leather, wrapped up in a cloth, and will keep perfectly from season to season. School-children regard it as a delightful addition to their lunch of biscuit or cold bread. Apple and quince leather are made in the same fashion, only a little flavoring or spice is added to them.
Two CUPFULS of grated cocoanut, one cupful of sugar, two table- spoonfuls of flour, the whites of three eggs, beaten stiff. Soak the co- coanut, if desiccated, in milk enough to cover it ; then beat the whites of the eggs, add gradually the sugar, cocoanut and flour ; with your fingers make, by rolling the mixture, into cone shapes. Place them on buttered sheets of tin covered with buttered letter paper and bake in a moderate heat about fifteen or twenty minutes. They should cool before remov- ing from the tins.
ANY of the fruits that have been preserved in syrup may be con- verted into dry preserves, by first draining them from the syrup and then drying them slowly on the stove, strewing them thickly with pow- dered sugar. They should be turned every few hours, sifting over them more sugar.
CANDIES WITHOUT COOKING.
VERY many candies made by confectioners are made without boil- ing, which makes them very desirable, and they are equal to the best " French Creams." The secret lies in the sugar used, which is the XXX powdered or confectioners' sugar. Ordinary powdered sugar, when rubbed between the thumb and finger has. a decided grain, but the confectioners' sugar is fine as flour. The candies made after this pro- cess are better the day after.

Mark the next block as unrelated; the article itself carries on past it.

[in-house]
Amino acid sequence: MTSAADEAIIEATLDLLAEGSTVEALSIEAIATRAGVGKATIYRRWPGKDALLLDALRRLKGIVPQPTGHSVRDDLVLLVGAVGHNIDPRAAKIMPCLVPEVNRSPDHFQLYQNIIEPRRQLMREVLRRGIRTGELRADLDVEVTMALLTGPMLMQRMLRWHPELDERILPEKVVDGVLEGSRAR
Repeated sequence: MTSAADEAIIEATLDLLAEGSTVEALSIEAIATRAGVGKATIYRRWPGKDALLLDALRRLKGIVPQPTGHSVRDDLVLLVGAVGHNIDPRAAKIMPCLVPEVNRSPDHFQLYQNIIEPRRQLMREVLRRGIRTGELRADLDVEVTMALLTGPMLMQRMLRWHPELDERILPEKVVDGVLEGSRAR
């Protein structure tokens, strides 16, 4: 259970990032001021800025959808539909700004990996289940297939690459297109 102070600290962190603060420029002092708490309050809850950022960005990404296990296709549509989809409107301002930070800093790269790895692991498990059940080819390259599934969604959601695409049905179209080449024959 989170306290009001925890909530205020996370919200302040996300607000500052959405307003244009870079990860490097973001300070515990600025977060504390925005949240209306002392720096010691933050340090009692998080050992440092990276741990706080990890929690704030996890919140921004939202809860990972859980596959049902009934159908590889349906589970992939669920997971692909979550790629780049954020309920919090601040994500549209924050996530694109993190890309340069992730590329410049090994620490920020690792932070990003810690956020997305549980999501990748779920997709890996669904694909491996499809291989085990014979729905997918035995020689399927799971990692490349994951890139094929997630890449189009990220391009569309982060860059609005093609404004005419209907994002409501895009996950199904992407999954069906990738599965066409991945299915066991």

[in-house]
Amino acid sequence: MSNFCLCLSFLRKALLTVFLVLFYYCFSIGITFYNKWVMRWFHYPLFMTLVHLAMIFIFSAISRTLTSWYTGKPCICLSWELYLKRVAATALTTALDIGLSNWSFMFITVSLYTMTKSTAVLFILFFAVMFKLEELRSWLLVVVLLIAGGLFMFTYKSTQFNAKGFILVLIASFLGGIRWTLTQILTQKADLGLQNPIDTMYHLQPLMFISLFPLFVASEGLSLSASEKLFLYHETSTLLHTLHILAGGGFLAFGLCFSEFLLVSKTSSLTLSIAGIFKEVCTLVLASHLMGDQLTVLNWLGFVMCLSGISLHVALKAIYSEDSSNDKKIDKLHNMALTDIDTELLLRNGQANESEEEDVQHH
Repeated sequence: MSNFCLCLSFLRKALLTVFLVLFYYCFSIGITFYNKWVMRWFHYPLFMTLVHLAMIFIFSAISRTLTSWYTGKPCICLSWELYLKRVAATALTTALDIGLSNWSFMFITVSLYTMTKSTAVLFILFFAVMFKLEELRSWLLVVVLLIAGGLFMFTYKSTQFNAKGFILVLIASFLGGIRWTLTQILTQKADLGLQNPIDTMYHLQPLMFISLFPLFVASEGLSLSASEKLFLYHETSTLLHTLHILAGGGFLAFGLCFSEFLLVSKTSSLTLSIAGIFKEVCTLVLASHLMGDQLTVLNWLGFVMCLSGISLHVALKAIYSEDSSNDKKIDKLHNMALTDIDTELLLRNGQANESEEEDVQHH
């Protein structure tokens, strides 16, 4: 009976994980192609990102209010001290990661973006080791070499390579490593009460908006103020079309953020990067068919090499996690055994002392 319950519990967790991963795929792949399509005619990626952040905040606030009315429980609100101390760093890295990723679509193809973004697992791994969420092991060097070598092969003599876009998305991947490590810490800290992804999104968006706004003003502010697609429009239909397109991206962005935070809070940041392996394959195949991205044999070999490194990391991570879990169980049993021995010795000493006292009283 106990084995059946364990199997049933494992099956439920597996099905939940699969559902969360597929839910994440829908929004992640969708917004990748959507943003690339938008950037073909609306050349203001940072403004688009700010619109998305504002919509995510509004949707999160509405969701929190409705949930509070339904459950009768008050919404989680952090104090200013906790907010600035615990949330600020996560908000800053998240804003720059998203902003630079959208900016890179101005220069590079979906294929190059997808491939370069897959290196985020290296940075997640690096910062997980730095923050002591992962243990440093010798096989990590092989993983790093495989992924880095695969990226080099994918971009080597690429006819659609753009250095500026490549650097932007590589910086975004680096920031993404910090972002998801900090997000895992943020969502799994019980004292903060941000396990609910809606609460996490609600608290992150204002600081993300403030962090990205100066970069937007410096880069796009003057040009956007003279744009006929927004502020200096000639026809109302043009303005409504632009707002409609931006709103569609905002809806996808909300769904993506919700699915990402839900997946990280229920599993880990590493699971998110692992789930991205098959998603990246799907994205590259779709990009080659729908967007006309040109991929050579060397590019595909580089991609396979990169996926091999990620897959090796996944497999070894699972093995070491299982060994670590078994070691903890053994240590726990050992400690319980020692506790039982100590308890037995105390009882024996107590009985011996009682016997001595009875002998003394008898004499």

FRENCH VANILLA CREAM.
BREAK into a bowl the whites of one or more eggs, as the quantity you wish to make will require; add to it an equal quantity of cold water, then stir in XXX powdered or confectioners' sugar until you have it stiff enough to .mold into shape with the fingers. Flavor with vanilla to taste. After it is formed in balls, cubes or lozenge shapes, lay them upon plates or waxed paper and set them aside to dry. This cream can be worked in candies similar to the French cooked cream,